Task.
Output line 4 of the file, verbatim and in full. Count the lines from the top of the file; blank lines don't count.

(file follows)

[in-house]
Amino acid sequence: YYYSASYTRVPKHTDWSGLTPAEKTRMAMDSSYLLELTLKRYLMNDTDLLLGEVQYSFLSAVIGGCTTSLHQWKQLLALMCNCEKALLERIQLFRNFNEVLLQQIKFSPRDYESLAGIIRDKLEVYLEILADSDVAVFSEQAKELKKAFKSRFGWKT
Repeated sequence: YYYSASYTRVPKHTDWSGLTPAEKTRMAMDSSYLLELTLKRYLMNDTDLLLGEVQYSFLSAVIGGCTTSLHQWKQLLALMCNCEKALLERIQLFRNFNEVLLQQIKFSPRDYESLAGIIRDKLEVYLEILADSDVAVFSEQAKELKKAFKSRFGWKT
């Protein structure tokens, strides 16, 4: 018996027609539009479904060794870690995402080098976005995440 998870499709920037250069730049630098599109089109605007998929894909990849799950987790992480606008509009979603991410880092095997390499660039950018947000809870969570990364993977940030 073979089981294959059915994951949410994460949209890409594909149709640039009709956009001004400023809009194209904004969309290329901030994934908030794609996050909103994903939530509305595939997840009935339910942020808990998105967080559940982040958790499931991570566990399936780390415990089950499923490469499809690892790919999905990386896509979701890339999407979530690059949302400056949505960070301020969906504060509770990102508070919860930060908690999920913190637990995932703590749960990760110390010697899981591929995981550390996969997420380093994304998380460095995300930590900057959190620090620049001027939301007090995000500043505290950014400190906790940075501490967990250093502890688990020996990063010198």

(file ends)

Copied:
């Protein structure tokens, strides 16, 4: 018996027609539009479904060794870690995402080098976005995440 998870499709920037250069730049630098599109089109605007998929894909990849799950987790992480606008509009979603991410880092095997390499660039950018947000809870969570990364993977940030 073979089981294959059915994951949410994460949209890409594909149709640039009709956009001004400023809009194209904004969309290329901030994934908030794609996050909103994903939530509305595939997840009935339910942020808990998105967080559940982040958790499931991570566990399936780390415990089950499923490469499809690892790919999905990386896509979701890339999407979530690059949302400056949505960070301020969906504060509770990102508070919860930060908690999920913190637990995932703590749960990760110390010697899981591929995981550390996969997420380093994304998380460095995300930590900057959190620090620049001027939301007090995000500043505290950014400190906790940075501490967990250093502890688990020996990063010198």